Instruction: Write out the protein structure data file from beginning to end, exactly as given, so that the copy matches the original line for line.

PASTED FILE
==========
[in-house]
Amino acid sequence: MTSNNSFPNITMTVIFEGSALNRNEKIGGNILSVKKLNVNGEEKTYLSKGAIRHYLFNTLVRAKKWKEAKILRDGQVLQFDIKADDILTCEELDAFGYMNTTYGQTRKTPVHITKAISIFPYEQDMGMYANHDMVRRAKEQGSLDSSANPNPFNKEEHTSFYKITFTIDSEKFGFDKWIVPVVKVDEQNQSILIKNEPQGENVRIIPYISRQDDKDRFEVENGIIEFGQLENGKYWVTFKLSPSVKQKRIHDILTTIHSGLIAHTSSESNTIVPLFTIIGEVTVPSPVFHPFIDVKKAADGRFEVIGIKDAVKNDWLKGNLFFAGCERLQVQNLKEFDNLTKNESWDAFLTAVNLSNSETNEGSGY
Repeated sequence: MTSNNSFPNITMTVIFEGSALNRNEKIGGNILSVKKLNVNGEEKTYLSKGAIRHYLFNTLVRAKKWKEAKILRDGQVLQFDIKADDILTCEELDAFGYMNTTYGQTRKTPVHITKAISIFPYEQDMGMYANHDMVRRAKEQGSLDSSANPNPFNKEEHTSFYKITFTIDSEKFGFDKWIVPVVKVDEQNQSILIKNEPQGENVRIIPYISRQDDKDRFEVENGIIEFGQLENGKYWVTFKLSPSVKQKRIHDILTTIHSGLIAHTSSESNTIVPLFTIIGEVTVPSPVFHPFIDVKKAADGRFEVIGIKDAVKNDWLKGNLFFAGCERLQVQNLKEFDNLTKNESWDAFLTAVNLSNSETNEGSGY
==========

[in-house]
Amino acid sequence: MTSNNSFPNITMTVIFEGSALNRNEKIGGNILSVKKLNVNGEEKTYLSKGAIRHYLFNTLVRAKKWKEAKILRDGQVLQFDIKADDILTCEELDAFGYMNTTYGQTRKTPVHITKAISIFPYEQDMGMYANHDMVRRAKEQGSLDSSANPNPFNKEEHTSFYKITFTIDSEKFGFDKWIVPVVKVDEQNQSILIKNEPQGENVRIIPYISRQDDKDRFEVENGIIEFGQLENGKYWVTFKLSPSVKQKRIHDILTTIHSGLIAHTSSESNTIVPLFTIIGEVTVPSPVFHPFIDVKKAADGRFEVIGIKDAVKNDWLKGNLFFAGCERLQVQNLKEFDNLTKNESWDAFLTAVNLSNSETNEGSGY
Repeated sequence: MTSNNSFPNITMTVIFEGSALNRNEKIGGNILSVKKLNVNGEEKTYLSKGAIRHYLFNTLVRAKKWKEAKILRDGQVLQFDIKADDILTCEELDAFGYMNTTYGQTRKTPVHITKAISIFPYEQDMGMYANHDMVRRAKEQGSLDSSANPNPFNKEEHTSFYKITFTIDSEKFGFDKWIVPVVKVDEQNQSILIKNEPQGENVRIIPYISRQDDKDRFEVENGIIEFGQLENGKYWVTFKLSPSVKQKRIHDILTTIHSGLIAHTSSESNTIVPLFTIIGEVTVPSPVFHPFIDVKKAADGRFEVIGIKDAVKNDWLKGNLFFAGCERLQVQNLKEFDNLTKNESWDAFLTAVNLSNSETNEGSGY